This is where investors who picked up uranium stocks during the times of broader low market sentiment are now sitting on decent paper gain.
Biotechs also took centre stage...
On the 5th of October Dimerix (ASX: DXB) announced a commercialisation deal worth up to ~A$230M.
Off the back of the news DXB’s share price went from 6c per share to a peak of ~23c per share - up over 300% in a few days.
A week later our pre-clinical cell therapy Investment Arovella Therapeutics (ASX: ALA) announced a licensing deal.
ALA’s share price ran to a high of ~9.5c after the news - 50%+ higher than where it was in early October.
Again, it was good to see interest flood back to a few small cap stocks in otherwise pretty desolate market conditions.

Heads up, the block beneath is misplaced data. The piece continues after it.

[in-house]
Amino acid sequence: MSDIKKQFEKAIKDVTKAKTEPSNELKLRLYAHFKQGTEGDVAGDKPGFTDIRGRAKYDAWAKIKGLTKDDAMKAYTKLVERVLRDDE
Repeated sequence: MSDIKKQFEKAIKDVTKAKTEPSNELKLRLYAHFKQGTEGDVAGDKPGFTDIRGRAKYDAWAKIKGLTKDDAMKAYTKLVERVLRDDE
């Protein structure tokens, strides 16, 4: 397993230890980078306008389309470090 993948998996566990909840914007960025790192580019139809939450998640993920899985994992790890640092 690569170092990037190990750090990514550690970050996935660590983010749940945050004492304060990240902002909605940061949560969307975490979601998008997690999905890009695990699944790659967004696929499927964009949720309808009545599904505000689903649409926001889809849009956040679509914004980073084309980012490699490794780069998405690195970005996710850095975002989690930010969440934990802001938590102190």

A select few small biotechs are now sitting above where they traded for the last 12 months, all it took was some positive sentiment and material news to re-inflate them back up from their oversold states.
Could the Oil and Gas sector be next?
In the background, while market interest swings from one sector to another, oil & gas prices are on the rise...
It’s a sector that has been underinvested in for many years.
Oil prices recently hit $90 a barrel on the troubles in the Middle East - it's still very early to predict what might happen there.
Gas prices are rallying because of supply concerns.
Yesterday, the Institute of Energy Economics in Japan released a report that said the world will need $7 trillion of investment to maintain stable gas supply through to 2050 (including development of new gas fields):
Maybe next, the market will wake up to the reality of much higher energy prices and start a run on small cap oil & gas stocks?
As Investors in a few small cap oil & gas stocks we certainly hope so.
We are hoping that a perfect storm of macro interest and good material news from two of our oil & gas Investments lead to re-rates in their share prices.